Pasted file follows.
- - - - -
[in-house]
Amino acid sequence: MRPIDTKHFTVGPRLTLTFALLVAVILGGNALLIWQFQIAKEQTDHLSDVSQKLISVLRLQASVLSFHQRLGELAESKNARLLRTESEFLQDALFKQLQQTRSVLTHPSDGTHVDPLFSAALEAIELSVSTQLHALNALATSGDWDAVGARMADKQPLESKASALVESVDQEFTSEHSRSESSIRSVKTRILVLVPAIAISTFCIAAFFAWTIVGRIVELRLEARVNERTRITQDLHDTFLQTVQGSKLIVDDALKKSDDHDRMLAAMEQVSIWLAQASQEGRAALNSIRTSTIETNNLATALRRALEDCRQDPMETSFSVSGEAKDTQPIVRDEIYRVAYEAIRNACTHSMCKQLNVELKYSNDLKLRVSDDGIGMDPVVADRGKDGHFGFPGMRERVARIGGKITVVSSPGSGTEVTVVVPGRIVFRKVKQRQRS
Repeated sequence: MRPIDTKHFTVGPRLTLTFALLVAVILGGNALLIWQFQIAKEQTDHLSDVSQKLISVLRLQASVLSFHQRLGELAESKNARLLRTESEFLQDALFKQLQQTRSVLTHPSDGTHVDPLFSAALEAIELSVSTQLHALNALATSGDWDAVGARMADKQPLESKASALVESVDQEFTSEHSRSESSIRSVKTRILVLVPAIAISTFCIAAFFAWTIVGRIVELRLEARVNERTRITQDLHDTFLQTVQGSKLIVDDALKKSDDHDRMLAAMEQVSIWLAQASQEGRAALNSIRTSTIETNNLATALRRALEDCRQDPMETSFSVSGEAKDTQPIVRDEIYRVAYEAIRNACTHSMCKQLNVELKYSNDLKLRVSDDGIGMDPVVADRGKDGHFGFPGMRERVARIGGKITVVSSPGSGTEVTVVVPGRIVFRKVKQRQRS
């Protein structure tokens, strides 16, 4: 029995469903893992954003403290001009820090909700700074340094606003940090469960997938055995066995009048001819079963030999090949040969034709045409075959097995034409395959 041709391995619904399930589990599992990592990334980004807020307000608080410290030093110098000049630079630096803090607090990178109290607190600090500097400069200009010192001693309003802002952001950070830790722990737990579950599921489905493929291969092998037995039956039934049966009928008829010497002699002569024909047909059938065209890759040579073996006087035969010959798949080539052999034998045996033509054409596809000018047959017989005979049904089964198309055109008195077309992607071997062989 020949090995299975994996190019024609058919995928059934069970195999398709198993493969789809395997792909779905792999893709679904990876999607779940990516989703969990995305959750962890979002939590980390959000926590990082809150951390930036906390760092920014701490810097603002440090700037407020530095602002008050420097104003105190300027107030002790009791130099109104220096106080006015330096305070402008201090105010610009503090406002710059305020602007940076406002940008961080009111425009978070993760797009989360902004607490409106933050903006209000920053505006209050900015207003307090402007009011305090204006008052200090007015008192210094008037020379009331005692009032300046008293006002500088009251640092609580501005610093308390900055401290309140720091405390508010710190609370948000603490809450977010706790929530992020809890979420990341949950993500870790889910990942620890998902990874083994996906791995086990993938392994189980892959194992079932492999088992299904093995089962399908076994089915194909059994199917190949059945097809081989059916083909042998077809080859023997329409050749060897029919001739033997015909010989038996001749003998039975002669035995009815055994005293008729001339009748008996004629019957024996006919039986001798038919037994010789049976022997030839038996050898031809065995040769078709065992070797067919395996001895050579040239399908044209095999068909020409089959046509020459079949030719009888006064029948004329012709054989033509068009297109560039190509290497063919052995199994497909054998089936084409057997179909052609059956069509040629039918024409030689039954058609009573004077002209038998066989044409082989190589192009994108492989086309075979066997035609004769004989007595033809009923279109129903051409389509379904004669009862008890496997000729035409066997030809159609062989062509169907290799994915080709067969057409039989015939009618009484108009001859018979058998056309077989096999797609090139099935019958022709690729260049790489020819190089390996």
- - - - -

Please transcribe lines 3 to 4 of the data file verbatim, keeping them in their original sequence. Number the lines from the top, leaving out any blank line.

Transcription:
Repeated sequence: MRPIDTKHFTVGPRLTLTFALLVAVILGGNALLIWQFQIAKEQTDHLSDVSQKLISVLRLQASVLSFHQRLGELAESKNARLLRTESEFLQDALFKQLQQTRSVLTHPSDGTHVDPLFSAALEAIELSVSTQLHALNALATSGDWDAVGARMADKQPLESKASALVESVDQEFTSEHSRSESSIRSVKTRILVLVPAIAISTFCIAAFFAWTIVGRIVELRLEARVNERTRITQDLHDTFLQTVQGSKLIVDDALKKSDDHDRMLAAMEQVSIWLAQASQEGRAALNSIRTSTIETNNLATALRRALEDCRQDPMETSFSVSGEAKDTQPIVRDEIYRVAYEAIRNACTHSMCKQLNVELKYSNDLKLRVSDDGIGMDPVVADRGKDGHFGFPGMRERVARIGGKITVVSSPGSGTEVTVVVPGRIVFRKVKQRQRS
């Protein structure tokens, strides 16, 4: 029995469903893992954003403290001009820090909700700074340094606003940090469960997938055995066995009048001819079963030999090949040969034709045409075959097995034409395959 041709391995619904399930589990599992990592990334980004807020307000608080410290030093110098000049630079630096803090607090990178109290607190600090500097400069200009010192001693309003802002952001950070830790722990737990579950599921489905493929291969092998037995039956039934049966009928008829010497002699002569024909047909059938065209890759040579073996006087035969010959798949080539052999034998045996033509054409596809000018047959017989005979049904089964198309055109008195077309992607071997062989 020949090995299975994996190019024609058919995928059934069970195999398709198993493969789809395997792909779905792999893709679904990876999607779940990516989703969990995305959750962890979002939590980390959000926590990082809150951390930036906390760092920014701490810097603002440090700037407020530095602002008050420097104003105190300027107030002790009791130099109104220096106080006015330096305070402008201090105010610009503090406002710059305020602007940076406002940008961080009111425009978070993760797009989360902004607490409106933050903006209000920053505006209050900015207003307090402007009011305090204006008052200090007015008192210094008037020379009331005692009032300046008293006002500088009251640092609580501005610093308390900055401290309140720091405390508010710190609370948000603490809450977010706790929530992020809890979420990341949950993500870790889910990942620890998902990874083994996906791995086990993938392994189980892959194992079932492999088992299904093995089962399908076994089915194909059994199917190949059945097809081989059916083909042998077809080859023997329409050749060897029919001739033997015909010989038996001749003998039975002669035995009815055994005293008729001339009748008996004629019957024996006919039986001798038919037994010789049976022997030839038996050898031809065995040769078709065992070797067919395996001895050579040239399908044209095999068909020409089959046509020459079949030719009888006064029948004329012709054989033509068009297109560039190509290497063919052995199994497909054998089936084409057997179909052609059956069509040629039918024409030689039954058609009573004077002209038998066989044409082989190589192009994108492989086309075979066997035609004769004989007595033809009923279109129903051409389509379904004669009862008890496997000729035409066997030809159609062989062509169907290799994915080709067969057409039989015939009618009484108009001859018979058998056309077989096999797609090139099935019958022709690729260049790489020819190089390996």